Cameras roll on Jing'an history
Three documentary programs telling the stories behind Jing'an District's historical sites and cultural landmarks has begun filming, according to the district’s cultural authority.
They will feature the personalities who have lived in Zhangyuan, one of the city’s best-preserved historical communities, reveal a bygone city of pioneering scholars and renowned writers on Julu Road, and Changde Road known for its connection with legendary Shanghai author Eileen Chang.
Bounded by Weihai Road to the south and Wujiang Road to the north, Zhangyuan has 174 historical buildings in different styles, from typical shikumen to western villas. Currently, it is undergoing a commercial makeover.
It dates back to 1872 when a British merchant bought the area to build garden villas. But it earned fame after Chinese entrepreneur Zhang Shuhe took over the area in 1882 and turned it into the city’s most popular public gathering place, where the city’s first electric light bulbs glowed amid some of Shanghai’s first public entertainment venues. In 1919, it was turned into private residences.
Julu Road is a place of Shanghai literacy.
It holds the "Garden of Psyche,” which now houses the office of the Shanghai Writers Association. The Greek-style house, featuring a fountain, lawn and a 1.5-meter-tall white marble statue of Psyche, was designed by esteemed architect Laszlo Hudec as mansion for tycoon Liu Jisheng.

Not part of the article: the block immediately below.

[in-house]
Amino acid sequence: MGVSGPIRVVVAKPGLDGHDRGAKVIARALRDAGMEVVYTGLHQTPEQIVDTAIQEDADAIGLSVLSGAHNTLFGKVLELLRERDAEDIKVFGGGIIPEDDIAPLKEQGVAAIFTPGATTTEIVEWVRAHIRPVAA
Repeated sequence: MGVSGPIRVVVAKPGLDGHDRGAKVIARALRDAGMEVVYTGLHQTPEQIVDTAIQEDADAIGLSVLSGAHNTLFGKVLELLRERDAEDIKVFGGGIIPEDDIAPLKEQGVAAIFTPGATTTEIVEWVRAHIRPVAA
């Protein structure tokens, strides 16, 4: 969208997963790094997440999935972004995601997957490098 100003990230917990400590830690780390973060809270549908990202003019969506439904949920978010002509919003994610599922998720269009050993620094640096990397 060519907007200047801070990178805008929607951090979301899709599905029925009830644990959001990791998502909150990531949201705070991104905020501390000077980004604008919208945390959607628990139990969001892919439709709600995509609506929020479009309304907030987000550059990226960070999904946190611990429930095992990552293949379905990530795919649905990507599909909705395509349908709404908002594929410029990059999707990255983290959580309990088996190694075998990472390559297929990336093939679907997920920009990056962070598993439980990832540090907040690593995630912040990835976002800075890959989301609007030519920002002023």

The road was also home to China’s greatest comic artist He Youzhi, Chinese painting master Zhu Qizhan, legendary poet Xu Zhimo and his wife Lu Xiaoman, among other renowned cultural figures. Indian poet Rabindranath Tagore once lived there.
Changde Road has the famous Changde Apartment, a fine example of Art Deco in the city where Eileen Chang (1920-1995) lived for more than six years.
One of the most renowned female writers in China, she flitted from place to place all her life. But the apartment, known as Eddington House in her day, was undoubtedly one of her favorite stopping points.
During her stay in the apartment, she finished some of her most famous, semi-autobiographical novels. They include “The Golden Cangue,” which illustrates the decadence of the idle rich; “Love in a Fallen City,” a collection of stories set in Hong Kong and Shanghai in the 1930s and 40s; and “Sealed Off,” the story of two strangers stranded briefly on a stalled tramcar in Shanghai during the Japanese occupation.
In March, two documentaries on the history and culture of the district's Shaanxi Road N. and Jiangning Road were screened on Shanghai TV.